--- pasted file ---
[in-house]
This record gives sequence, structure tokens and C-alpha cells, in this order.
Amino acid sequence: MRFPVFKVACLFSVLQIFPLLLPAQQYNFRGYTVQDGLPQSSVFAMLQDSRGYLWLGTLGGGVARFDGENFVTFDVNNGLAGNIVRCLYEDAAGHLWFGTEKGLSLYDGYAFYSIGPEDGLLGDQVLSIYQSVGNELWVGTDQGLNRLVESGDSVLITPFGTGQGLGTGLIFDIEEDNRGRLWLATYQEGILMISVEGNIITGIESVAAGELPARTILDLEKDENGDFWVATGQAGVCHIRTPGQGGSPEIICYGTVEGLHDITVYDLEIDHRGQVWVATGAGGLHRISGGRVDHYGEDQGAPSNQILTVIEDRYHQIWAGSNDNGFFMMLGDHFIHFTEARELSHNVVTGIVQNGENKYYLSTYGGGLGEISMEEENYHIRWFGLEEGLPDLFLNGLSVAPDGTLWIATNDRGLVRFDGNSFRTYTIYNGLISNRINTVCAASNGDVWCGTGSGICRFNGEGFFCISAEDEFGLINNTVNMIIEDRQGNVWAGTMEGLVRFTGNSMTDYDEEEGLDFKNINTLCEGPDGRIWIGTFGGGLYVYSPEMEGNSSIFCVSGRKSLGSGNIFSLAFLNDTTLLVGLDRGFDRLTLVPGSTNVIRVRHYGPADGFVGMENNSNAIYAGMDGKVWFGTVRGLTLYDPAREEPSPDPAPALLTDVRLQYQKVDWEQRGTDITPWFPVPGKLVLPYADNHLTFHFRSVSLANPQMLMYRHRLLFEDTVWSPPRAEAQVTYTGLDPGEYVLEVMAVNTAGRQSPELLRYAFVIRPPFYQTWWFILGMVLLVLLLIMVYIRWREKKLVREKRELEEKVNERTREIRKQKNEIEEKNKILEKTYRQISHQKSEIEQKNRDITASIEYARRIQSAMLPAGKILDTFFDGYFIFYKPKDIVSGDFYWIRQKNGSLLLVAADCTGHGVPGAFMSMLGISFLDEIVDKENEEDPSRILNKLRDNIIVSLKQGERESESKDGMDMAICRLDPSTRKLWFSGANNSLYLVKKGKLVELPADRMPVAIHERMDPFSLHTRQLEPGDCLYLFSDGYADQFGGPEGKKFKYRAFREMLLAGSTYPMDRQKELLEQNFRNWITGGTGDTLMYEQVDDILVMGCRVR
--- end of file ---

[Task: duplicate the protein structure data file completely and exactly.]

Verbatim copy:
[in-house]
This record gives sequence, structure tokens and C-alpha cells, in this order.
Amino acid sequence: MRFPVFKVACLFSVLQIFPLLLPAQQYNFRGYTVQDGLPQSSVFAMLQDSRGYLWLGTLGGGVARFDGENFVTFDVNNGLAGNIVRCLYEDAAGHLWFGTEKGLSLYDGYAFYSIGPEDGLLGDQVLSIYQSVGNELWVGTDQGLNRLVESGDSVLITPFGTGQGLGTGLIFDIEEDNRGRLWLATYQEGILMISVEGNIITGIESVAAGELPARTILDLEKDENGDFWVATGQAGVCHIRTPGQGGSPEIICYGTVEGLHDITVYDLEIDHRGQVWVATGAGGLHRISGGRVDHYGEDQGAPSNQILTVIEDRYHQIWAGSNDNGFFMMLGDHFIHFTEARELSHNVVTGIVQNGENKYYLSTYGGGLGEISMEEENYHIRWFGLEEGLPDLFLNGLSVAPDGTLWIATNDRGLVRFDGNSFRTYTIYNGLISNRINTVCAASNGDVWCGTGSGICRFNGEGFFCISAEDEFGLINNTVNMIIEDRQGNVWAGTMEGLVRFTGNSMTDYDEEEGLDFKNINTLCEGPDGRIWIGTFGGGLYVYSPEMEGNSSIFCVSGRKSLGSGNIFSLAFLNDTTLLVGLDRGFDRLTLVPGSTNVIRVRHYGPADGFVGMENNSNAIYAGMDGKVWFGTVRGLTLYDPAREEPSPDPAPALLTDVRLQYQKVDWEQRGTDITPWFPVPGKLVLPYADNHLTFHFRSVSLANPQMLMYRHRLLFEDTVWSPPRAEAQVTYTGLDPGEYVLEVMAVNTAGRQSPELLRYAFVIRPPFYQTWWFILGMVLLVLLLIMVYIRWREKKLVREKRELEEKVNERTREIRKQKNEIEEKNKILEKTYRQISHQKSEIEQKNRDITASIEYARRIQSAMLPAGKILDTFFDGYFIFYKPKDIVSGDFYWIRQKNGSLLLVAADCTGHGVPGAFMSMLGISFLDEIVDKENEEDPSRILNKLRDNIIVSLKQGERESESKDGMDMAICRLDPSTRKLWFSGANNSLYLVKKGKLVELPADRMPVAIHERMDPFSLHTRQLEPGDCLYLFSDGYADQFGGPEGKKFKYRAFREMLLAGSTYPMDRQKELLEQNFRNWITGGTGDTLMYEQVDDILVMGCRVR